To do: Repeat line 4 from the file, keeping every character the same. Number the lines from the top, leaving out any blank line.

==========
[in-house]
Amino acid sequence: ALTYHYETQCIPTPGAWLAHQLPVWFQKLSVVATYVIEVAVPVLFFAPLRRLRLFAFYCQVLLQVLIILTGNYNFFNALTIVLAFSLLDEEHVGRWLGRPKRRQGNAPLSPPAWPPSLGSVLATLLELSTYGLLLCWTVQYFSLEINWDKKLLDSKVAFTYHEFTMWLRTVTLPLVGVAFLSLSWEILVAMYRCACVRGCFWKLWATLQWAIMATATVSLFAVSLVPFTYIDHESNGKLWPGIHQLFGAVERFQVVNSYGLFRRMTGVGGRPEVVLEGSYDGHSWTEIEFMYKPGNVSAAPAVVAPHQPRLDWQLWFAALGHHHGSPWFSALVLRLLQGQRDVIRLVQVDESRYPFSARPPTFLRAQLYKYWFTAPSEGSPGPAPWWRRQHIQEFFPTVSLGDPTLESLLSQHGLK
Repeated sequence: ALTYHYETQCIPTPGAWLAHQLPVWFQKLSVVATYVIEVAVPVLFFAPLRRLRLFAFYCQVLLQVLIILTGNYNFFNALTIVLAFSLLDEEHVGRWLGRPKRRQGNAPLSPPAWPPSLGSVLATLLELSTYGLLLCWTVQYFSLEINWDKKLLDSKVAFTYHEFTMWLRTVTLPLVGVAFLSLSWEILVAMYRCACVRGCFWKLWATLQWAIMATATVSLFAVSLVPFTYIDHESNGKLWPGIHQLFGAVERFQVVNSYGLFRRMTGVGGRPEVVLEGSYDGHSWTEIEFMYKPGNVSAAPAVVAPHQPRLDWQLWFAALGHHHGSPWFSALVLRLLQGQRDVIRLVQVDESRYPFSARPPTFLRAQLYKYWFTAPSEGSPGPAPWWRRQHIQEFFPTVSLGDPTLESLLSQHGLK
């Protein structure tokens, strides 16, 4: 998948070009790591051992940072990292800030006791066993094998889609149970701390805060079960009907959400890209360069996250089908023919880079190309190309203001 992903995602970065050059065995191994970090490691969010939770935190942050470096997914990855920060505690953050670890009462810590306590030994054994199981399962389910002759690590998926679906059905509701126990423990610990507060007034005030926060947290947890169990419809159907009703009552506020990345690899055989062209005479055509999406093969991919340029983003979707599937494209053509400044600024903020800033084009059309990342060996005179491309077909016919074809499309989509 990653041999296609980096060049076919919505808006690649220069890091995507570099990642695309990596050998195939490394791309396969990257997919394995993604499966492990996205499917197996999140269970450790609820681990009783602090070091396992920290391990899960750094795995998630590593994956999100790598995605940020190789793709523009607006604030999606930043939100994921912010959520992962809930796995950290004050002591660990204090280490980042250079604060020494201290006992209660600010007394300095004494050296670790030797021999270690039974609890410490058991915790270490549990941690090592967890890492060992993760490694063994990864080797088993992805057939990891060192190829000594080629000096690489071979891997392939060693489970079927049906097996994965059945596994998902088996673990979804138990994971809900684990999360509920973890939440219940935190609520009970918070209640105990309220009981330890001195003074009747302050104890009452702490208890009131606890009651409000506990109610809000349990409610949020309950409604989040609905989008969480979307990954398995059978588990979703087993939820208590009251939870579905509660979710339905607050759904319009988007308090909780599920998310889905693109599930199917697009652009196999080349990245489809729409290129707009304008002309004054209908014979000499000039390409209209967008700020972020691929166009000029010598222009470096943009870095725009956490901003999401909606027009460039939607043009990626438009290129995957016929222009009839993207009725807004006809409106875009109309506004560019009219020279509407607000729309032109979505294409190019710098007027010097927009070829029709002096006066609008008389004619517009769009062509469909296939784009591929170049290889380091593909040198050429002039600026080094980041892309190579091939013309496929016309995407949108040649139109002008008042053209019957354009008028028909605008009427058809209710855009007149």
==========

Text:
């Protein structure tokens, strides 16, 4: 998948070009790591051992940072990292800030006791066993094998889609149970701390805060079960009907959400890209360069996250089908023919880079190309190309203001 992903995602970065050059065995191994970090490691969010939770935190942050470096997914990855920060505690953050670890009462810590306590030994054994199981399962389910002759690590998926679906059905509701126990423990610990507060007034005030926060947290947890169990419809159907009703009552506020990345690899055989062209005479055509999406093969991919340029983003979707599937494209053509400044600024903020800033084009059309990342060996005179491309077909016919074809499309989509 990653041999296609980096060049076919919505808006690649220069890091995507570099990642695309990596050998195939490394791309396969990257997919394995993604499966492990996205499917197996999140269970450790609820681990009783602090070091396992920290391990899960750094795995998630590593994956999100790598995605940020190789793709523009607006604030999606930043939100994921912010959520992962809930796995950290004050002591660990204090280490980042250079604060020494201290006992209660600010007394300095004494050296670790030797021999270690039974609890410490058991915790270490549990941690090592967890890492060992993760490694063994990864080797088993992805057939990891060192190829000594080629000096690489071979891997392939060693489970079927049906097996994965059945596994998902088996673990979804138990994971809900684990999360509920973890939440219940935190609520009970918070209640105990309220009981330890001195003074009747302050104890009452702490208890009131606890009651409000506990109610809000349990409610949020309950409604989040609905989008969480979307990954398995059978588990979703087993939820208590009251939870579905509660979710339905607050759904319009988007308090909780599920998310889905693109599930199917697009652009196999080349990245489809729409290129707009304008002309004054209908014979000499000039390409209209967008700020972020691929166009000029010598222009470096943009870095725009956490901003999401909606027009460039939607043009990626438009290129995957016929222009009839993207009725807004006809409106875009109309506004560019009219020279509407607000729309032109979505294409190019710098007027010097927009070829029709002096006066609008008389004619517009769009062509469909296939784009591929170049290889380091593909040198050429002039600026080094980041892309190579091939013309496929016309995407949108040649139109002008008042053209019957354009008028028909605008009427058809209710855009007149």